After a tour round the country last year, The Turn of the Screw has arrived as the last opera of the season at Glyndebourne’s main summer festival. Two of Britten’s chamber operas had their premieres here – The Rape of Lucretia in 1946 and Albert Herring in 1947 – so its appearance is not before time.

Maybe the dark side of Henry James’s tale about two children possibly being abused in their haunted house at Bly was thought to be less than suitable for a picnic-cum-opera outing – though, if anything, the opera has come to seem more disturbing over the years.

This production is updated to the 1950s, the time of the opera’s composition. Jonathan Kent and his designer Paul Brown have delivered a clinical setting without much sense of claustrophobia – basically an empty white box that the stage revolve restlessly fills with bits of scenery. It looks messy and no reason is given why the action should take place at Christmas. The most atmospheric feature was provided by Glyndebourne’s bats flitting in and out.

Since the tour, however, the tension has been ratcheted up a notch. This comes partly from Edward Gardner’s conducting, which has an even tighter grip on the music than before, and the soloists from the London Philharmonic Orchestra are brilliantly assured. But the evil at the root of the story is also brought more openly to the surface and the later stages of the performance sent an authentic shiver down the spine.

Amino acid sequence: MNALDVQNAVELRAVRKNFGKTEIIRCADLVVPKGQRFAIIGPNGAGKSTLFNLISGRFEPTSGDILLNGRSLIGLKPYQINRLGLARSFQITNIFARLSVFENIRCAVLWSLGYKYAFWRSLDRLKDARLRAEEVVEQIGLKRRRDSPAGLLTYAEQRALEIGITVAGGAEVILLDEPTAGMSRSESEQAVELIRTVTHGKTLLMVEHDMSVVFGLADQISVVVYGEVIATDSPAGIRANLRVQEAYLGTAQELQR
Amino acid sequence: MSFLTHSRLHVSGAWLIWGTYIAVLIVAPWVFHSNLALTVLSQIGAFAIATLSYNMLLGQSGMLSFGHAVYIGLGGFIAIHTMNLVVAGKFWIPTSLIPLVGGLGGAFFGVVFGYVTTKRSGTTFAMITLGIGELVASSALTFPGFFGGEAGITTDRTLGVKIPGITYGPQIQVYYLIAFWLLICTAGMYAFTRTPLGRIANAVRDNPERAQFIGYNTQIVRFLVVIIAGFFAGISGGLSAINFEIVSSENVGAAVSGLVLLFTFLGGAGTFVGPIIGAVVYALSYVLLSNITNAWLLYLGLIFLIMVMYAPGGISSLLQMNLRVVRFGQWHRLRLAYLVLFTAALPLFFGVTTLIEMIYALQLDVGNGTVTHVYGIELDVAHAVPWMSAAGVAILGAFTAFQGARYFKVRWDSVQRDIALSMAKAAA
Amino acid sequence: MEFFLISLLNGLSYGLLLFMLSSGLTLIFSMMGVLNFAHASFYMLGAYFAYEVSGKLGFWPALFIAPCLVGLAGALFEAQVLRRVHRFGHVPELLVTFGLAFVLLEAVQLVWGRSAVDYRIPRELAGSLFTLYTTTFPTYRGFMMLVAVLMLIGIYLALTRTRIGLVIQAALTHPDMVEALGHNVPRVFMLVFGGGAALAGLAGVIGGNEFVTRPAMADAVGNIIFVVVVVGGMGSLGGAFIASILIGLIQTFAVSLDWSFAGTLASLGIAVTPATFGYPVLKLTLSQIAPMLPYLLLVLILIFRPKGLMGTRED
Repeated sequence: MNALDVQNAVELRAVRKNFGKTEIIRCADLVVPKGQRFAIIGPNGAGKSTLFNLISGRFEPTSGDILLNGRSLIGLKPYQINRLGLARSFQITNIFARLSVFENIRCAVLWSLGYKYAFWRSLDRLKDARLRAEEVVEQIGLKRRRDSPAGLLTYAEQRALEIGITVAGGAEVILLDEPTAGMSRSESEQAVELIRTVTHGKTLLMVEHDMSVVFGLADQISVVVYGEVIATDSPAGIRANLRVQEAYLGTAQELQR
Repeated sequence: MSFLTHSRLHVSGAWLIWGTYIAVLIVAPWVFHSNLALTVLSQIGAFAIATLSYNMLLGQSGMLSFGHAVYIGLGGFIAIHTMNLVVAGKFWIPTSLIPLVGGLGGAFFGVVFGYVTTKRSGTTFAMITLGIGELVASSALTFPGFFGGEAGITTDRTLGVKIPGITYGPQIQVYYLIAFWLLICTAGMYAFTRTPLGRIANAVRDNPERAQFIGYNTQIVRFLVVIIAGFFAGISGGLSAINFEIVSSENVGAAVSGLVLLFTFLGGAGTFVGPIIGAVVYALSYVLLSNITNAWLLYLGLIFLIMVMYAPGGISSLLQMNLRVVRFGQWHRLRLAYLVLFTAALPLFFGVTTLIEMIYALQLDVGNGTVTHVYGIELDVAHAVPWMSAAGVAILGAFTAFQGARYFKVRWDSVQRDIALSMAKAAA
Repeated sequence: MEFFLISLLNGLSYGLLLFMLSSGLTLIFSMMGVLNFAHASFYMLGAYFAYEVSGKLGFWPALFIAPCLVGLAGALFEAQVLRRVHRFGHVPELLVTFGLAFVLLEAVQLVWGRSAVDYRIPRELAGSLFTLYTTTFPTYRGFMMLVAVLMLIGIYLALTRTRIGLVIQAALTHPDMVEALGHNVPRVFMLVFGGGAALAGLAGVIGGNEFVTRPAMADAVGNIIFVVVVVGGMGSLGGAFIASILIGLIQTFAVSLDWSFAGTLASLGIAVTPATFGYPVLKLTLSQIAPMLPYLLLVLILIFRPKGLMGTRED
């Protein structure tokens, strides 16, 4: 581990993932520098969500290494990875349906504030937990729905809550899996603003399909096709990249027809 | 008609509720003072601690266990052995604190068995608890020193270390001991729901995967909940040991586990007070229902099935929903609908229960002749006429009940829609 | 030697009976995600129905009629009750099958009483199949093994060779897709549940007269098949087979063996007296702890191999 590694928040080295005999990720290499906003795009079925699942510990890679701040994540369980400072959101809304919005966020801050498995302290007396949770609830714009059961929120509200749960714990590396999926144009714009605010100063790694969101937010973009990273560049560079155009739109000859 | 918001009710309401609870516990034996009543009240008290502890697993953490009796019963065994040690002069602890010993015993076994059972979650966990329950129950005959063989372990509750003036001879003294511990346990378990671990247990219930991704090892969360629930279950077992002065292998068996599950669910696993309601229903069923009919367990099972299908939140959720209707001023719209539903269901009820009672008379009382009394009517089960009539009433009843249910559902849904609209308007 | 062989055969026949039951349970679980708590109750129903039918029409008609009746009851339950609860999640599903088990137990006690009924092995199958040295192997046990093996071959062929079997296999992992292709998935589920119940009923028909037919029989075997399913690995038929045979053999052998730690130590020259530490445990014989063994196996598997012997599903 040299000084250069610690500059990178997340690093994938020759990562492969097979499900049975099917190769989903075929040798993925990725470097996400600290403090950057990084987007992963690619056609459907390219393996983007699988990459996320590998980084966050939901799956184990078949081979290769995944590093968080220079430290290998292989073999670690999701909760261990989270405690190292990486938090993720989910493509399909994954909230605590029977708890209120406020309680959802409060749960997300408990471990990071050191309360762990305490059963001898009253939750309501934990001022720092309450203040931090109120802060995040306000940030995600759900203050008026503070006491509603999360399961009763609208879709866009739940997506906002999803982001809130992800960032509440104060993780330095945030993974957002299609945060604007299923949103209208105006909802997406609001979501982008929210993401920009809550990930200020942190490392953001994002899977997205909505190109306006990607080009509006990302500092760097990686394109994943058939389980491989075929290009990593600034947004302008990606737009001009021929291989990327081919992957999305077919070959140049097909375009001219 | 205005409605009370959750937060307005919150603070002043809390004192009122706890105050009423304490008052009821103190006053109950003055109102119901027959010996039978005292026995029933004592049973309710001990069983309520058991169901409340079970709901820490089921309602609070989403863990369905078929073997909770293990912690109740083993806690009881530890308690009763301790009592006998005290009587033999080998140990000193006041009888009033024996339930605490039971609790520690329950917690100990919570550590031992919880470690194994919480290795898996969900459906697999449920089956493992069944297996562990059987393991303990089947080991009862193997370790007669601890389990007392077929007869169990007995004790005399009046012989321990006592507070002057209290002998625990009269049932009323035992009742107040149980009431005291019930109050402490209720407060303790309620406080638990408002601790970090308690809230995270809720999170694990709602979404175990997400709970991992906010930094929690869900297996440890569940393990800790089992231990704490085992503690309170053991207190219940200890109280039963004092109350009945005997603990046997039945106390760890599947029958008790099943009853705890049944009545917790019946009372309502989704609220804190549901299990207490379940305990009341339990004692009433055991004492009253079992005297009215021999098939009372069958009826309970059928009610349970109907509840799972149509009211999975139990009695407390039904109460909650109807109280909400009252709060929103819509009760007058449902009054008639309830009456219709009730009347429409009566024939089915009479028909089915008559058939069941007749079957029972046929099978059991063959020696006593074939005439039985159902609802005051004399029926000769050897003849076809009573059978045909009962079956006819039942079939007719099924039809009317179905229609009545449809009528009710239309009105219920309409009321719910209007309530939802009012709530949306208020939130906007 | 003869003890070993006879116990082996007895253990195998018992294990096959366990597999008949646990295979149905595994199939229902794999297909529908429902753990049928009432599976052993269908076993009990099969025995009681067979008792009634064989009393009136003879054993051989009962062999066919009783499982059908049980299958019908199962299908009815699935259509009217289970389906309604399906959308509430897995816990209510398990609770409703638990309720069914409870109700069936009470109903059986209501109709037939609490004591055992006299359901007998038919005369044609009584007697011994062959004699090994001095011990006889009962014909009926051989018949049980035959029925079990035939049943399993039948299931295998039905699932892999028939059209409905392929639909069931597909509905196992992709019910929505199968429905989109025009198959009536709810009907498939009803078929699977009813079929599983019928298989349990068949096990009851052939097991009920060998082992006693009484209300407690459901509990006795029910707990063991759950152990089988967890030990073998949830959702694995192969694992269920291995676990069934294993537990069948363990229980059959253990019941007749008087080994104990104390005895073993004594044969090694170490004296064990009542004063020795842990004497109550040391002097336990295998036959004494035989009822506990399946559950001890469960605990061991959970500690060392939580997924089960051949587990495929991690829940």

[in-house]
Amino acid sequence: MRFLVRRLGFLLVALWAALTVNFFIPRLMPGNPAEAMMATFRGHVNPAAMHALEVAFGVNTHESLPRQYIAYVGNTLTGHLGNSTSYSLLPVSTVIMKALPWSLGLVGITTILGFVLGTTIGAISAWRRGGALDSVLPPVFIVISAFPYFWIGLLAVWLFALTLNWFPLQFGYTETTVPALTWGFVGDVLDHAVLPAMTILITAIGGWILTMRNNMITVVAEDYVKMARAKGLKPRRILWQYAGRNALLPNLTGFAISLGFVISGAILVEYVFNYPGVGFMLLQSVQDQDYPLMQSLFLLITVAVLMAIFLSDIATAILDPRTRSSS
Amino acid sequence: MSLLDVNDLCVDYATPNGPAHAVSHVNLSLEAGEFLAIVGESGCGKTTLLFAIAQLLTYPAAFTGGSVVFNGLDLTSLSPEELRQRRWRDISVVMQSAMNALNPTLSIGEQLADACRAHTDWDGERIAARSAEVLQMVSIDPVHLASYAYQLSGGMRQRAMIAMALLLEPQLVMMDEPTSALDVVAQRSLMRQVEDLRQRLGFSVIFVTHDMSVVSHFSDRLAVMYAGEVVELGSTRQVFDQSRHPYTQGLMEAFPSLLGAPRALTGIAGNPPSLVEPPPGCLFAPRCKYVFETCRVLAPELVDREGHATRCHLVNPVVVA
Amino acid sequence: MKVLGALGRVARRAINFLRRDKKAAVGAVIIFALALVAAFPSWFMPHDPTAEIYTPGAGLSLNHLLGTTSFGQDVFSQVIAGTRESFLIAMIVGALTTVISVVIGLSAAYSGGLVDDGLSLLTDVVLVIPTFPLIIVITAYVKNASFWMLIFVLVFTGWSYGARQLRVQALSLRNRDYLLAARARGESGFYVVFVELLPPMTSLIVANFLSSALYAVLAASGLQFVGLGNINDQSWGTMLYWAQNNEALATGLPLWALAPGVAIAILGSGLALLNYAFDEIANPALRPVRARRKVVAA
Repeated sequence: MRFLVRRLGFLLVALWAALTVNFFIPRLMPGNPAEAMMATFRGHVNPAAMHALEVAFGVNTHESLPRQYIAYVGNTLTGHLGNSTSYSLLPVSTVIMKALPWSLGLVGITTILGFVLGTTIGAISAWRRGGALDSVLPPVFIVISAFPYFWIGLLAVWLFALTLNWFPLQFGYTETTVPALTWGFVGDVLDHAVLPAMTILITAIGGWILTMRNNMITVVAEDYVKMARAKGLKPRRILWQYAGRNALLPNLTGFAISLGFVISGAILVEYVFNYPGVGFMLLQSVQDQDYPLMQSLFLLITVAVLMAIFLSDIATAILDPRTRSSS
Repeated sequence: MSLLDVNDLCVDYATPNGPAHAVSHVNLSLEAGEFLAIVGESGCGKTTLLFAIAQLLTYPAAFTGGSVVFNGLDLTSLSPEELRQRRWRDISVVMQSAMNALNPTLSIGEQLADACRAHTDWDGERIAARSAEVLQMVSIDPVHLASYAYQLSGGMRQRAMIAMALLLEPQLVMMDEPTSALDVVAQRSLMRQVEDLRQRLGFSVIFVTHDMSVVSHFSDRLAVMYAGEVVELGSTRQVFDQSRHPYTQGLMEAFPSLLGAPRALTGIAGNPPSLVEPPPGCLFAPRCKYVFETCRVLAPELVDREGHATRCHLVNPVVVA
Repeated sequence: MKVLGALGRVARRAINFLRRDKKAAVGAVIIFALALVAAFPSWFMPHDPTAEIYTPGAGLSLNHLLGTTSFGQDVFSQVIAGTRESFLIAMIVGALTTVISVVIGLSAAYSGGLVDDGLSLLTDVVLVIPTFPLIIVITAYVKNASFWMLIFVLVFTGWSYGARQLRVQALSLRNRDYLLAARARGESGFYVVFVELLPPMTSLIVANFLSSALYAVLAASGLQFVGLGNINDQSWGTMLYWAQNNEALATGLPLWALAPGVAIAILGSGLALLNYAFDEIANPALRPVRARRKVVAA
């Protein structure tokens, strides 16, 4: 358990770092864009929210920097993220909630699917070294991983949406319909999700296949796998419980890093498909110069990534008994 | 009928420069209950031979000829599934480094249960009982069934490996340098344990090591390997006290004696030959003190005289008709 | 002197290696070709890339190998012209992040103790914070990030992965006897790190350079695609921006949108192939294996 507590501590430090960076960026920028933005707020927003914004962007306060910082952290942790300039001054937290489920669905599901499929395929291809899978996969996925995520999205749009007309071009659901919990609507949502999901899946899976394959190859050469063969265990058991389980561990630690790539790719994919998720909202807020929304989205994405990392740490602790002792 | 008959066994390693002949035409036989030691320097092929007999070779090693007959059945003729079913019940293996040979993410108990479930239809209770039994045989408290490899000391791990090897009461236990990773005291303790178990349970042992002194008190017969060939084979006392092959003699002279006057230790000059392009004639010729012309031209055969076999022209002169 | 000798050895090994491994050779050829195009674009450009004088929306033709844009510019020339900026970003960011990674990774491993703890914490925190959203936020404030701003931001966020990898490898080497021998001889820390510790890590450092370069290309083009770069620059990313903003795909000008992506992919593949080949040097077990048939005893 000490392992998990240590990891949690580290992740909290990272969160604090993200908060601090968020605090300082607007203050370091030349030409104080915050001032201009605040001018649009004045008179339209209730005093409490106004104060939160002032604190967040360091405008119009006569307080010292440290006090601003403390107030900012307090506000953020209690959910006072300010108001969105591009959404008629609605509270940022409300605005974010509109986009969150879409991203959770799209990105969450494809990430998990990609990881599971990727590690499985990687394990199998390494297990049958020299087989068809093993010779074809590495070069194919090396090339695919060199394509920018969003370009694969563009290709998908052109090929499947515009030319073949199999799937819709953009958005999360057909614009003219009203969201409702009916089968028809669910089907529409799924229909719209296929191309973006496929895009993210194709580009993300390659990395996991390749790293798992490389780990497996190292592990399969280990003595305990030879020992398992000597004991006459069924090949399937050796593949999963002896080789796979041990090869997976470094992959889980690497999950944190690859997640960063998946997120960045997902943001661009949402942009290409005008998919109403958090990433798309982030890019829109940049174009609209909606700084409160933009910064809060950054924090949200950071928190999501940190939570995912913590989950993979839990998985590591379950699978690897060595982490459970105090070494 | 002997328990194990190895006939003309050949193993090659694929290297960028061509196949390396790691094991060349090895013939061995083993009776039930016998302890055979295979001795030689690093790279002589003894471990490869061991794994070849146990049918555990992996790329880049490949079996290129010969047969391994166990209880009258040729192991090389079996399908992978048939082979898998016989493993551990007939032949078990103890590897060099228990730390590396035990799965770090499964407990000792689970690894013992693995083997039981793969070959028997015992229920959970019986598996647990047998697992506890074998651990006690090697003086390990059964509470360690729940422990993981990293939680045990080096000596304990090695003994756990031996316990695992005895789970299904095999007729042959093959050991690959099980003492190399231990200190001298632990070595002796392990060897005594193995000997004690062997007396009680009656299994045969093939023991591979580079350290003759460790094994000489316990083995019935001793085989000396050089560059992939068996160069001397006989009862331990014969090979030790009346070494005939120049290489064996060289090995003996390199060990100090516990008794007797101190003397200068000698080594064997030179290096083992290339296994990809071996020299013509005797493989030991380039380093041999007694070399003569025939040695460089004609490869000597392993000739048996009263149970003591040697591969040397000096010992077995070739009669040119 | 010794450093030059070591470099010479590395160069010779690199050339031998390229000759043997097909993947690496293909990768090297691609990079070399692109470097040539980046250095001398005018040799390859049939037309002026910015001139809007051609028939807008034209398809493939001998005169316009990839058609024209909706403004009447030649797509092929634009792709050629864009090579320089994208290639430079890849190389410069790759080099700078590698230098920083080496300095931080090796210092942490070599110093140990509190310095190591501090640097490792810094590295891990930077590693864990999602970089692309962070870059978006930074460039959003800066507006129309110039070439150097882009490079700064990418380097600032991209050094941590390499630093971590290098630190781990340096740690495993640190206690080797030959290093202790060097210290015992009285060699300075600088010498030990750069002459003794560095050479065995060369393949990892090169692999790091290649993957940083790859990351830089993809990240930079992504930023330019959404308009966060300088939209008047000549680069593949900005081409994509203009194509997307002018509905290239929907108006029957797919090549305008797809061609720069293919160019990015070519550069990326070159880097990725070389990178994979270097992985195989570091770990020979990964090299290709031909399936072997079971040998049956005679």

The new Governess is Camilla Tilling, a bright-voiced soprano who looks perfectly prim in her 1950s dress and skilfully plays a brittle young woman ready to snap when the pressure is on. The two ghosts are well sung by William Burden as Peter Quint and Emma Bell as Miss Jessel, the latter letting out some blood-curdling sounds and made up to look a real fright. Anne-Marie Owens is again the warm-hearted Mrs Grose and the two children – Christopher Sladdin as Miles and Joanna Songi as Flora – are completely confident in their roles.

Did child abuse really happen at Bly? Kent’s production is heavily loaded towards the answer “yes”, but just enough uncertainty is left to send the audience home questioning what they have seen and heard.

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